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The future of sustainable energy looks to alternative materials

Wisconsin Battery Co. to build hemp batteries in Portage

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February 5, 2024

PORTAGE – In the wake of Energizer’s recent announcement to shut down its Fennimore and Portage plants by the end of the year, a new company is making its way onto the scene, with a new kind of battery to set itself apart.

Wisconsin Battery Co. (also known as WinBat), a research, development and manufacturing startup owned by Sustainable Communities Corp. – a nonprofit regional economic development organization based in Ohio – will be making hemp carbon batteries.

An alternative, Jeff Greene, president and CEO of the battery company, said to lithium-ion batteries.

“To mine lithium, you’ve got to destroy many acres of Earth,” he said. “It’s the equivalent of strip mining, if you will. Then using a lot of local, minor-aged manual labor to pull it out, destroys the community and destroys the health of the people that are doing it.”

Lithium, Greene said, is also finite, and “all in all is a bad chemical.”

Though the makeup of WinBat’s batteries will not look different than the typical AA, AAA, C and D batteries, Greene said the components inside the battery will be much more sustainable.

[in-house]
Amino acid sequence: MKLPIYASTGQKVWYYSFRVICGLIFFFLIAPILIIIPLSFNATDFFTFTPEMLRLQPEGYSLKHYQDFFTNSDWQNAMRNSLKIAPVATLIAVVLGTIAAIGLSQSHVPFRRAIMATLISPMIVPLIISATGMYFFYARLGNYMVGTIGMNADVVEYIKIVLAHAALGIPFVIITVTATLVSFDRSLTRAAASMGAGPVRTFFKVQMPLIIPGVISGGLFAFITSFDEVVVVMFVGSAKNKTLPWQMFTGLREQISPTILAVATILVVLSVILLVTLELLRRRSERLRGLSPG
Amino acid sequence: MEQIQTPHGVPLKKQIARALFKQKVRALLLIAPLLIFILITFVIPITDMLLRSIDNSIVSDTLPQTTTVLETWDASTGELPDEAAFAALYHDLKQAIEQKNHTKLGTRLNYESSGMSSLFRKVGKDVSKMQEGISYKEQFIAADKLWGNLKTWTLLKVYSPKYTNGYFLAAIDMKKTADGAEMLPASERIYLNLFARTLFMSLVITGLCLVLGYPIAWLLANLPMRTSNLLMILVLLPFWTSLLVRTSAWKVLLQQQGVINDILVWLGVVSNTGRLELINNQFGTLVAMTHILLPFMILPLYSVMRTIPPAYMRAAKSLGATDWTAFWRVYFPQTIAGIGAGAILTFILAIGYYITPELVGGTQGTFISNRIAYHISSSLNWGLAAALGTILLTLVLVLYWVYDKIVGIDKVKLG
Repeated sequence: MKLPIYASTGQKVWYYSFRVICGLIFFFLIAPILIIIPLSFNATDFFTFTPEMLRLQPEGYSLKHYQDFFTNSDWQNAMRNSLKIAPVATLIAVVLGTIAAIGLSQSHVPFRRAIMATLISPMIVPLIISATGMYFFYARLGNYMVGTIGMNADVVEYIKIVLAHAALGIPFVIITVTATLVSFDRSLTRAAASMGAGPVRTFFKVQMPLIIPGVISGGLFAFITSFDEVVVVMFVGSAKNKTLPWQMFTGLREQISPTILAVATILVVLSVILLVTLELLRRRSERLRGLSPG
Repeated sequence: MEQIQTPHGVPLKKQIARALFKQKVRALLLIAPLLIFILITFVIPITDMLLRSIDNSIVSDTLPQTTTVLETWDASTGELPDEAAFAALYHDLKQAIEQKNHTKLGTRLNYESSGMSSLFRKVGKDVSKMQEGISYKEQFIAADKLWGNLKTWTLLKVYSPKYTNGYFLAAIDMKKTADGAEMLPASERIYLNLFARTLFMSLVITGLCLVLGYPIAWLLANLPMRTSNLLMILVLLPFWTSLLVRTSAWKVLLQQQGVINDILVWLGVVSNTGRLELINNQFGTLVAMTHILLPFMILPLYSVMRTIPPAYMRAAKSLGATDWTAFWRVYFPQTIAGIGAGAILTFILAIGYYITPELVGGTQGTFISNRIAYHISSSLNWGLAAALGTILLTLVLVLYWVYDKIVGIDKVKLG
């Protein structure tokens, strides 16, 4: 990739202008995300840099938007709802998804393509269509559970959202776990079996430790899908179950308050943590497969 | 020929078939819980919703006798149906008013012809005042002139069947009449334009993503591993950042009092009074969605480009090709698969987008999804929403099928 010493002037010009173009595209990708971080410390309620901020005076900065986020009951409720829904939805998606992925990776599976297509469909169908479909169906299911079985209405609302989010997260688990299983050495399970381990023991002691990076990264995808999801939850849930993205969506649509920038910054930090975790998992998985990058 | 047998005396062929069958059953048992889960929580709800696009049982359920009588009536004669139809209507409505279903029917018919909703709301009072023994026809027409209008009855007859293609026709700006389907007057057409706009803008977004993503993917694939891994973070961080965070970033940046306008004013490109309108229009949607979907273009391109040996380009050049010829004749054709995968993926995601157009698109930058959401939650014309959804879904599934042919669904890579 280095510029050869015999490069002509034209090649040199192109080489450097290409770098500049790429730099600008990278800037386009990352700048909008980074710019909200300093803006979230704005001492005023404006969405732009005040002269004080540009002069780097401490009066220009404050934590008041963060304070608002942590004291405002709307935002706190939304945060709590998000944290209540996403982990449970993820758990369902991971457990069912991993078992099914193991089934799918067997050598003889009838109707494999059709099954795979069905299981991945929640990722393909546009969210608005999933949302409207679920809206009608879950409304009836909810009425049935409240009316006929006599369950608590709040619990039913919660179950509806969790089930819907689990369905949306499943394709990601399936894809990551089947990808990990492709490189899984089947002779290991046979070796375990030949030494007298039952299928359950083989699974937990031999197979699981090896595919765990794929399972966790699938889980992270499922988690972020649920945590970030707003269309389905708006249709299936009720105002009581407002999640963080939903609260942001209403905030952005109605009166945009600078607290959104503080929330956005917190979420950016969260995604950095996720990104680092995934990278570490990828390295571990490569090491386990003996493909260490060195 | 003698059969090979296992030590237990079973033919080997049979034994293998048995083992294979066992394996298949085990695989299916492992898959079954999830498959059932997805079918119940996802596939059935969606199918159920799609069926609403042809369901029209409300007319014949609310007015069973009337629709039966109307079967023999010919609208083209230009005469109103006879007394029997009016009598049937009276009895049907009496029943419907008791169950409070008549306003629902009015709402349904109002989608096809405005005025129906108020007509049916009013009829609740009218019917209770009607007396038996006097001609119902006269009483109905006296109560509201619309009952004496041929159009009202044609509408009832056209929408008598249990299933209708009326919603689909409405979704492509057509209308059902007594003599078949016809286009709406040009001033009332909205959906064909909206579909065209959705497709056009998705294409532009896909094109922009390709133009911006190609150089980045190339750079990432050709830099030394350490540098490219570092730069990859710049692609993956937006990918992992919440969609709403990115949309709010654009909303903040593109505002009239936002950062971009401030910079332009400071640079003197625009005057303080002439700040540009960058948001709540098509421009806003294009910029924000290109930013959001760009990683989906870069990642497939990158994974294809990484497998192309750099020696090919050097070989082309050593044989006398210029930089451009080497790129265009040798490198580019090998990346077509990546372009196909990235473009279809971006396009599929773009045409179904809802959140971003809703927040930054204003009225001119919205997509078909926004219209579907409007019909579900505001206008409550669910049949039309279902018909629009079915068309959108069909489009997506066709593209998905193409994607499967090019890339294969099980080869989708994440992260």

The company will be using the fibrous, woody pulp from hemp – “which is the best (part of the plant)” – which he said allows the batteries to store even more energy.

“Our product – the way our scientist explained it – traditional carbon that is not hemp versus hemp carbon, he related it to a Motel Six versus the Ritz Carlton,” he said. “The electrons at the Motel Six – they want to leave quickly. Whereas the electrons that go to the Ritz Carlton – they want to stay and go to the spa.”

Which Greene said means hemp carbon batteries will last longer, and therefore cost less in the long run.

How things came to be

Greene said he has been working in the hemp space for more than half a decade.

Then, Michael Sauvante, managing director and chairman of Sustainable Communities Corp., reached out.

“Michael started with, ‘Jeff, they’re closing down two Energizer plants. What do you know about batteries?’” he said. “My history has been hemp for the last six years, and out of fortune, one of my former employers asked me to do a deep dive into hemp to figure out what it could be used for.”